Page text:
A five-day, 40-hour workweek may work well when output is measured by items coming down an assembly line, but productivity is different when it comes to knowledge work.
The pandemic disrupted standard ways of working and created an experiment where companies learned that productivity isn’t measured by hours in a chair.
“Our best work never comes when we’re stressed and maxed out. It’s intuitive but research points to it, too. When you move to a four-day workweek with strong boundaries around when work starts and stops, employees are often more creative and more productive.”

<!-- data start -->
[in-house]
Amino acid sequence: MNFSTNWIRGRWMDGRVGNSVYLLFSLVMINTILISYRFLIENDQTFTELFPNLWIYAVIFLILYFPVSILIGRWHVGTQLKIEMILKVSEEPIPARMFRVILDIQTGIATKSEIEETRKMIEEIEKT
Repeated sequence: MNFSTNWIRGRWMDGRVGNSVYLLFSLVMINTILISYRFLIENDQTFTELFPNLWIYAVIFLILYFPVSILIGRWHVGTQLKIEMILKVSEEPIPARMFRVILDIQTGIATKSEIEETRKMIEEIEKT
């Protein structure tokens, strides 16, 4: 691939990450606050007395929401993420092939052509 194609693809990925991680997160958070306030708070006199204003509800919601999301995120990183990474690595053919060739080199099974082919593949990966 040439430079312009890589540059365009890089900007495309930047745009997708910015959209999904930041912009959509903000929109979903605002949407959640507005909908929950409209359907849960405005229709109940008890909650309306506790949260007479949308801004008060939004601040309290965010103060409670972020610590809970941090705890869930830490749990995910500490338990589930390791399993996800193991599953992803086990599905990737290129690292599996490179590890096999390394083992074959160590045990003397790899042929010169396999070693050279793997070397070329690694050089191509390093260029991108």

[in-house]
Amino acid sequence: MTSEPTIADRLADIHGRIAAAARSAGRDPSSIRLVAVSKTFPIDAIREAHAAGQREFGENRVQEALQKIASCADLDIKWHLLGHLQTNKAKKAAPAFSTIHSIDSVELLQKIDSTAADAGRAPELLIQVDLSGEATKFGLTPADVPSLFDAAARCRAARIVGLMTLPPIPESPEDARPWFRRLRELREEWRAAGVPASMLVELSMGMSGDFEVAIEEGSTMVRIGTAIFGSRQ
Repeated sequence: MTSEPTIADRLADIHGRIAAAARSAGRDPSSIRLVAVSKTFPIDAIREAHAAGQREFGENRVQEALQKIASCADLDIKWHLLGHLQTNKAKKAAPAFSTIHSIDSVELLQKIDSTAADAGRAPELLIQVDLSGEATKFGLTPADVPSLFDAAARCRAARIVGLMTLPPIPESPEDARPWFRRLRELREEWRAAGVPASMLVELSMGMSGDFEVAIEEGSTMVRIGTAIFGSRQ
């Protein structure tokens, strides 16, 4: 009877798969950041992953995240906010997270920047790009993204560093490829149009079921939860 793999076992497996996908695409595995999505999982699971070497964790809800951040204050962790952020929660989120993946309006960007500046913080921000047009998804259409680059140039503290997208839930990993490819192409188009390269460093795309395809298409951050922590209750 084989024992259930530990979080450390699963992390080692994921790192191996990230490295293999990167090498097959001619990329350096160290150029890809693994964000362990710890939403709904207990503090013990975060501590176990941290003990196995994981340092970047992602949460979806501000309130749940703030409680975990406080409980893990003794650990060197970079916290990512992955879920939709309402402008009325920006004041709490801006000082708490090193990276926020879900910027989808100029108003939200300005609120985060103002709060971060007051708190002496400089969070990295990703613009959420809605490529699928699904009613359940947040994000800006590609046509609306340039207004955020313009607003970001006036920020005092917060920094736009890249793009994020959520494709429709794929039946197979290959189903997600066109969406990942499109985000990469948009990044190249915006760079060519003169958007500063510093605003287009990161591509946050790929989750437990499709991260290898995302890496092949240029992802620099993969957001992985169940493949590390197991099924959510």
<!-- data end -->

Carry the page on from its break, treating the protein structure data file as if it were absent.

Most of us have heard of Parkinson’s Law, which says that work expands to fill the time available for its completion. Adopting four-day workweek forces you to examine what you’re doing and drop the things you should not be spending time doing.
No supervisor wants to look like they made numbers drop due to an experiment. They want credit for being innovative.
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